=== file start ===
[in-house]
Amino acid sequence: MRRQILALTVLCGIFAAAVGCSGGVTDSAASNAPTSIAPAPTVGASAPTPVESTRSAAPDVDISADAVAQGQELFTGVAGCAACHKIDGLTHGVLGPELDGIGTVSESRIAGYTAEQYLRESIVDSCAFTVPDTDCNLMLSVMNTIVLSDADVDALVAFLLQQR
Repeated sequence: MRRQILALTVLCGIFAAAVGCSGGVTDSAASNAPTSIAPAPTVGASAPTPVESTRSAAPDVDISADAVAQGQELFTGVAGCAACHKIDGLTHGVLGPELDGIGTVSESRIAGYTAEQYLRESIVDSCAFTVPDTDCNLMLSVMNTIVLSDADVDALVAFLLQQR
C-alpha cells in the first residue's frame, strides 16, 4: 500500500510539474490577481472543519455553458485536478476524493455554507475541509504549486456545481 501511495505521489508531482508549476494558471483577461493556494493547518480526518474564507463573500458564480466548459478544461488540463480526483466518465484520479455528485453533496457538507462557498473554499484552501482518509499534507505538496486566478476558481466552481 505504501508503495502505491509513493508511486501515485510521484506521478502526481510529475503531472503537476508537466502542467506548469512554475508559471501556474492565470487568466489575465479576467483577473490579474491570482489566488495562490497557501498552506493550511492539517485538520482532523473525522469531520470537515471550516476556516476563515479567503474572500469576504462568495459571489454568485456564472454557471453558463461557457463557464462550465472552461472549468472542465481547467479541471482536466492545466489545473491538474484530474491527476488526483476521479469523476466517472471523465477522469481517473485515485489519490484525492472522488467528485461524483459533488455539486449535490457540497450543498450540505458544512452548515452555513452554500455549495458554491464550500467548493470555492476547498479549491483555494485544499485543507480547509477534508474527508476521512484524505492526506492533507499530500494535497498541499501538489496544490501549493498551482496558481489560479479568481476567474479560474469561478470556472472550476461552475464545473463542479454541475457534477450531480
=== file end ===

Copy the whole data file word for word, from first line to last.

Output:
[in-house]
Amino acid sequence: MRRQILALTVLCGIFAAAVGCSGGVTDSAASNAPTSIAPAPTVGASAPTPVESTRSAAPDVDISADAVAQGQELFTGVAGCAACHKIDGLTHGVLGPELDGIGTVSESRIAGYTAEQYLRESIVDSCAFTVPDTDCNLMLSVMNTIVLSDADVDALVAFLLQQR
Repeated sequence: MRRQILALTVLCGIFAAAVGCSGGVTDSAASNAPTSIAPAPTVGASAPTPVESTRSAAPDVDISADAVAQGQELFTGVAGCAACHKIDGLTHGVLGPELDGIGTVSESRIAGYTAEQYLRESIVDSCAFTVPDTDCNLMLSVMNTIVLSDADVDALVAFLLQQR
C-alpha cells in the first residue's frame, strides 16, 4: 500500500510539474490577481472543519455553458485536478476524493455554507475541509504549486456545481 501511495505521489508531482508549476494558471483577461493556494493547518480526518474564507463573500458564480466548459478544461488540463480526483466518465484520479455528485453533496457538507462557498473554499484552501482518509499534507505538496486566478476558481466552481 505504501508503495502505491509513493508511486501515485510521484506521478502526481510529475503531472503537476508537466502542467506548469512554475508559471501556474492565470487568466489575465479576467483577473490579474491570482489566488495562490497557501498552506493550511492539517485538520482532523473525522469531520470537515471550516476556516476563515479567503474572500469576504462568495459571489454568485456564472454557471453558463461557457463557464462550465472552461472549468472542465481547467479541471482536466492545466489545473491538474484530474491527476488526483476521479469523476466517472471523465477522469481517473485515485489519490484525492472522488467528485461524483459533488455539486449535490457540497450543498450540505458544512452548515452555513452554500455549495458554491464550500467548493470555492476547498479549491483555494485544499485543507480547509477534508474527508476521512484524505492526506492533507499530500494535497498541499501538489496544490501549493498551482496558481489560479479568481476567474479560474469561478470556472472550476461552475464545473463542479454541475457534477450531480